The committor gives the probabilistic forecast of the system, and this plot is an empirical demonstration of its predictive capacity. Here, noise is fixed at σ3 = 0.5 m s−1 day−1/2, while topographic forcing (a),(b) h = 25 m and (c),(d)h = 30 m. (left) The forward committor q+ solved by the finite-volume method, averaged in the Y direction. The ellipses labeled A and B are projections of the actual sets onto the XU plane, where X and U are the real part of the streamfunction and the mean zonal wind amplitude. Committor values range from 0 (blue) to 1 (red), with the white contour showing the surface q+ = 1/2. (right) Comparison of the PDE solution of the committor with a Monte Carlo solution from running many trajectories. For 50 randomly chosen grid points [sampled uniformly across the committor range (0, 1)], we launched 60 independent stochastic trajectories and counted the fraction that reached set B first. We call this the empirical committor, q˜+. (b),(d) Plots of q˜+ vs q+ for these 50 random grid cells. The middle red line is the curve q˜+=q+, and the envelope around it is the 95% confidence interval for sampling errors, based on a Gaussian approximation to the binomial distribution.

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    Fig. 6.

    The committor 1/2 surface is the set of all points in state space where the q+ = 1/2, and sets A and B have equal probabilities of being visited next. Here the surface is rendered as a set of points and viewed from various vantage points in state space (the online supplement shows a video with rotation). The topographic forcing is fixed to h = 25 m and the noise level to σ3 = 0.5 m s−1 day−1/2. The blue and red clusters mark sets A and B respectively, centered around the two stable fixed points. The gray points show the location of the surface q+ = 1/2. The most striking feature is the “spiral staircase” structure in the low-U region of phase space. For any given streamfunction phase, the likelihood of heading toward state A or B depends sensitively on U, in an oscillatory manner. Even at very low values of U, there are narrow channels that are likely to lead back to set A rather than set B. This accounts for the blue regions in the lower part of Fig. 5. These disappear, however, at higher noise, when set B overtakes the lower half of the picture.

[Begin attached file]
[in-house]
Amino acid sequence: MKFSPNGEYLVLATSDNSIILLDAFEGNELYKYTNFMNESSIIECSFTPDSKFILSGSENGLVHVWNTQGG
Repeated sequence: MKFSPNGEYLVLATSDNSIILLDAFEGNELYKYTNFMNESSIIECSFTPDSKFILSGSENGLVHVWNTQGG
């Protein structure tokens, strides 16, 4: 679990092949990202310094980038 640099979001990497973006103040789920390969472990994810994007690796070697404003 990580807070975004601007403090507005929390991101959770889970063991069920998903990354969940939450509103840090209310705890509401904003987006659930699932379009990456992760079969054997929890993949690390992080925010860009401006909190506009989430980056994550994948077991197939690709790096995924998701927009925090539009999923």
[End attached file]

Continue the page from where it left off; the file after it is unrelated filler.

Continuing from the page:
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    Fig. 7.

    (a),(c) Equilibrium densities π(z) and (b),(d) reactive densities ρR(z) = π(z)q+(z)q(z) for two different forcing levels: (a),(b) h = 25 m and (c),(d) h = 35 m. π(z) is the long-term probability density of finding the system at point z at any given time; ρR(z) is the same probability, but conditional on also being reactive at that time, meaning having last visited A and next destined to visit B. Darker color indicates higher density. These densities are summed in the Y direction to give a marginal density as a function of X and U. The red and blue ellipses show the projected boundaries of sets A and B, respectively. These reactive densities capture the patterns of transition path samples shown in Fig. 4, but through continuous fields instead. At low forcing levels, most of the equilibrium density is concentrated around set A, whereas higher forcing shifts some of the mass to set B. Meanwhile, the characteristic curved shape of transition paths in phase space is borne out by the reactive densities, with a sickle-shaped high-density region bridging the gap between set A and B.

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    Fig. 8.